This is not just of academic interest, these are life and death issues, yet we seem to work around the edges of real change that could save lives, prevent disabilities and make whole life trajectories so much better.
What is my experience? What is my 'take' on these issues? What has been my pathway to a better understanding of the Aboriginal circumstance? A brief history of my encounters with Aboriginal issues might be helpful to set the scene.
I started late, graduating in medicine at University of Western Australia in 1970 before having any real contact or understanding of the First Nations people in my state. As a young doctor I joined the Aboriginal Advancement Council in East Perth and got to know many of the leading Noongars at that time, eventually attending Black Power meetings and being inspired by the Redfern mob (who set up the first Aboriginal Medical Service in Australia with Aboriginal control). It was transformative for me to be part of a team of doctors and others visiting every reserve, mission and camp from the Eastern Goldfields to Kulumburu and to observe the conditions and situations of many Aboriginal children and families.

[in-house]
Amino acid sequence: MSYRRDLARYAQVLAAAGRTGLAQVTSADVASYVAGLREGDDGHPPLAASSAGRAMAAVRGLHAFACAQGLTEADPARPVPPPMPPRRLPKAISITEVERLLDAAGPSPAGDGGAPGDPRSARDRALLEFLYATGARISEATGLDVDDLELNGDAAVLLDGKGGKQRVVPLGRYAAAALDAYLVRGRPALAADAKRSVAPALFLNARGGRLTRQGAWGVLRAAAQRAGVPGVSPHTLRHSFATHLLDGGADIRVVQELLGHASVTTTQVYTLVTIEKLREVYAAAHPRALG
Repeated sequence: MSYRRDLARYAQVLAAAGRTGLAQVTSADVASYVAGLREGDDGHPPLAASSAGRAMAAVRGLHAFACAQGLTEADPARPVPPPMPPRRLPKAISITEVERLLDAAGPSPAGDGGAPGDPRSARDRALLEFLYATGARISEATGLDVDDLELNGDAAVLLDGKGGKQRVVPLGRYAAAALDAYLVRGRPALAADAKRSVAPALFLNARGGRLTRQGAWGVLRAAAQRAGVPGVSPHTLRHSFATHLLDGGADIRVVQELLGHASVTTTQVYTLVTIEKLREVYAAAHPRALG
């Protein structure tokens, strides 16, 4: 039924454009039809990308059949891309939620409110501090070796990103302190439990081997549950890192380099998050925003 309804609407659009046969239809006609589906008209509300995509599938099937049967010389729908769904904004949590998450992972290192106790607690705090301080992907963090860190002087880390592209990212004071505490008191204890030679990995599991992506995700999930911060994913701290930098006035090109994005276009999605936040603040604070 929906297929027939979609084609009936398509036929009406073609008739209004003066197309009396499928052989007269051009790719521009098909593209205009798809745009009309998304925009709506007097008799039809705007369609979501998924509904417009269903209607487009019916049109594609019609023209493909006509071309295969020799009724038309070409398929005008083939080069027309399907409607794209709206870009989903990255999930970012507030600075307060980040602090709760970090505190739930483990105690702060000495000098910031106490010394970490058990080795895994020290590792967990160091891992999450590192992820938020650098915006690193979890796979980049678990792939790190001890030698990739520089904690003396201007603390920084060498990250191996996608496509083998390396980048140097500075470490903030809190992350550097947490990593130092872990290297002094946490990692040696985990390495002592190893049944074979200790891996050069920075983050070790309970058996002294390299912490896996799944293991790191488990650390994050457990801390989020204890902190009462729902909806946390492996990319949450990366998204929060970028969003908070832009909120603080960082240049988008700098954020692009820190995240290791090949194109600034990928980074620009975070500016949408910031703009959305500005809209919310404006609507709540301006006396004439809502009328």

After overseas training in public health, I returned to Australia to establish a research team in maternal and child health and use data to describe, advocate and influence. Some of our first studies were to define the gap in maternal and child health between Aboriginal and non-Aboriginal populations. This led to setting up research to measure the pathways to the poor outcomes we observed.